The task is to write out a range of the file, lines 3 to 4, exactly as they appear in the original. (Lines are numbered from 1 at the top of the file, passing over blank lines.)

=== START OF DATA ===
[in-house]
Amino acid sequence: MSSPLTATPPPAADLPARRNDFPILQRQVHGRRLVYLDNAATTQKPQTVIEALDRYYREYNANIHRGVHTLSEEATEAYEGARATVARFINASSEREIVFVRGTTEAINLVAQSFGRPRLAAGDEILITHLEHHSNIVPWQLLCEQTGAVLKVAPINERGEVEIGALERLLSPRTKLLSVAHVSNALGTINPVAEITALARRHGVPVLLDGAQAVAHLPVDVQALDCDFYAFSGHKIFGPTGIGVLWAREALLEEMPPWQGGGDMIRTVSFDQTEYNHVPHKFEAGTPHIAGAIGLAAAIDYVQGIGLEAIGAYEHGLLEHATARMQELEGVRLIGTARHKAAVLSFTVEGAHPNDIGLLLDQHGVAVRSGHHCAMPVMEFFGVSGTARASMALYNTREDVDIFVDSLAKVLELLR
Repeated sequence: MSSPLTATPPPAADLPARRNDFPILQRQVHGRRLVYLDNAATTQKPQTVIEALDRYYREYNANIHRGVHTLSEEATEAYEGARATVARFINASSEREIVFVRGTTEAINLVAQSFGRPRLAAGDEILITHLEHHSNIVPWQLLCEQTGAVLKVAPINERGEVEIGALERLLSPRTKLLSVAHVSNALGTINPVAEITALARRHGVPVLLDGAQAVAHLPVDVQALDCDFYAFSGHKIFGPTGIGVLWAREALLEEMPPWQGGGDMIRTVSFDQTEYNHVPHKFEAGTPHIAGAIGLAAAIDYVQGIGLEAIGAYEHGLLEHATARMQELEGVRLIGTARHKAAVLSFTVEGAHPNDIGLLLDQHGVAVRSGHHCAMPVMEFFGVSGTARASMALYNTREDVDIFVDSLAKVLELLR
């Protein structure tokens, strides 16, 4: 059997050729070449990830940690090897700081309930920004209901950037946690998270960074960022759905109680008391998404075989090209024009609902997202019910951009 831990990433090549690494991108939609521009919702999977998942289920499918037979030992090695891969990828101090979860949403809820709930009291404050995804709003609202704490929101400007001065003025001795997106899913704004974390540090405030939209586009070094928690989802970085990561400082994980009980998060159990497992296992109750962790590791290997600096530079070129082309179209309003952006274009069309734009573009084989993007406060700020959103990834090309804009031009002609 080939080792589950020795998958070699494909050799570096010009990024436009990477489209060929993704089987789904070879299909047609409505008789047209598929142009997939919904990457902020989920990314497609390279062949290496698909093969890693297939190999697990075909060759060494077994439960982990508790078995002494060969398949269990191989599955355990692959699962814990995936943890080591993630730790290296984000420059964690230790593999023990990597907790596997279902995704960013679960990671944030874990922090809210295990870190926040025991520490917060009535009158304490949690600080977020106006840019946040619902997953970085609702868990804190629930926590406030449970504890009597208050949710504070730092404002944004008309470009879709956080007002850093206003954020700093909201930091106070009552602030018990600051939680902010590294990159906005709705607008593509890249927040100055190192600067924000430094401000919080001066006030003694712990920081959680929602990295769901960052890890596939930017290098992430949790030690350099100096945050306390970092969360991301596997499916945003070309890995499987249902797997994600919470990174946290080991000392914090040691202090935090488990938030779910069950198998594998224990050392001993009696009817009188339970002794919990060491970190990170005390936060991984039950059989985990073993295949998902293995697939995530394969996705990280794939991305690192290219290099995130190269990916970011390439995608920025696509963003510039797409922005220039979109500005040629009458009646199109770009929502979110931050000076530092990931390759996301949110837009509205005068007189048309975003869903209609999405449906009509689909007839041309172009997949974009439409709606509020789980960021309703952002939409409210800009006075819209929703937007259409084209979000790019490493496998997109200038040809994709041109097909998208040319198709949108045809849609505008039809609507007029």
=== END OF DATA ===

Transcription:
Repeated sequence: MSSPLTATPPPAADLPARRNDFPILQRQVHGRRLVYLDNAATTQKPQTVIEALDRYYREYNANIHRGVHTLSEEATEAYEGARATVARFINASSEREIVFVRGTTEAINLVAQSFGRPRLAAGDEILITHLEHHSNIVPWQLLCEQTGAVLKVAPINERGEVEIGALERLLSPRTKLLSVAHVSNALGTINPVAEITALARRHGVPVLLDGAQAVAHLPVDVQALDCDFYAFSGHKIFGPTGIGVLWAREALLEEMPPWQGGGDMIRTVSFDQTEYNHVPHKFEAGTPHIAGAIGLAAAIDYVQGIGLEAIGAYEHGLLEHATARMQELEGVRLIGTARHKAAVLSFTVEGAHPNDIGLLLDQHGVAVRSGHHCAMPVMEFFGVSGTARASMALYNTREDVDIFVDSLAKVLELLR
């Protein structure tokens, strides 16, 4: 059997050729070449990830940690090897700081309930920004209901950037946690998270960074960022759905109680008391998404075989090209024009609902997202019910951009 831990990433090549690494991108939609521009919702999977998942289920499918037979030992090695891969990828101090979860949403809820709930009291404050995804709003609202704490929101400007001065003025001795997106899913704004974390540090405030939209586009070094928690989802970085990561400082994980009980998060159990497992296992109750962790590791290997600096530079070129082309179209309003952006274009069309734009573009084989993007406060700020959103990834090309804009031009002609 080939080792589950020795998958070699494909050799570096010009990024436009990477489209060929993704089987789904070879299909047609409505008789047209598929142009997939919904990457902020989920990314497609390279062949290496698909093969890693297939190999697990075909060759060494077994439960982990508790078995002494060969398949269990191989599955355990692959699962814990995936943890080591993630730790290296984000420059964690230790593999023990990597907790596997279902995704960013679960990671944030874990922090809210295990870190926040025991520490917060009535009158304490949690600080977020106006840019946040619902997953970085609702868990804190629930926590406030449970504890009597208050949710504070730092404002944004008309470009879709956080007002850093206003954020700093909201930091106070009552602030018990600051939680902010590294990159906005709705607008593509890249927040100055190192600067924000430094401000919080001066006030003694712990920081959680929602990295769901960052890890596939930017290098992430949790030690350099100096945050306390970092969360991301596997499916945003070309890995499987249902797997994600919470990174946290080991000392914090040691202090935090488990938030779910069950198998594998224990050392001993009696009817009188339970002794919990060491970190990170005390936060991984039950059989985990073993295949998902293995697939995530394969996705990280794939991305690192290219290099995130190269990916970011390439995608920025696509963003510039797409922005220039979109500005040629009458009646199109770009929502979110931050000076530092990931390759996301949110837009509205005068007189048309975003869903209609999405449906009509689909007839041309172009997949974009439409709606509020789980960021309703952002939409409210800009006075819209929703937007259409084209979000790019490493496998997109200038040809994709041109097909998208040319198709949108045809849609505008039809609507007029």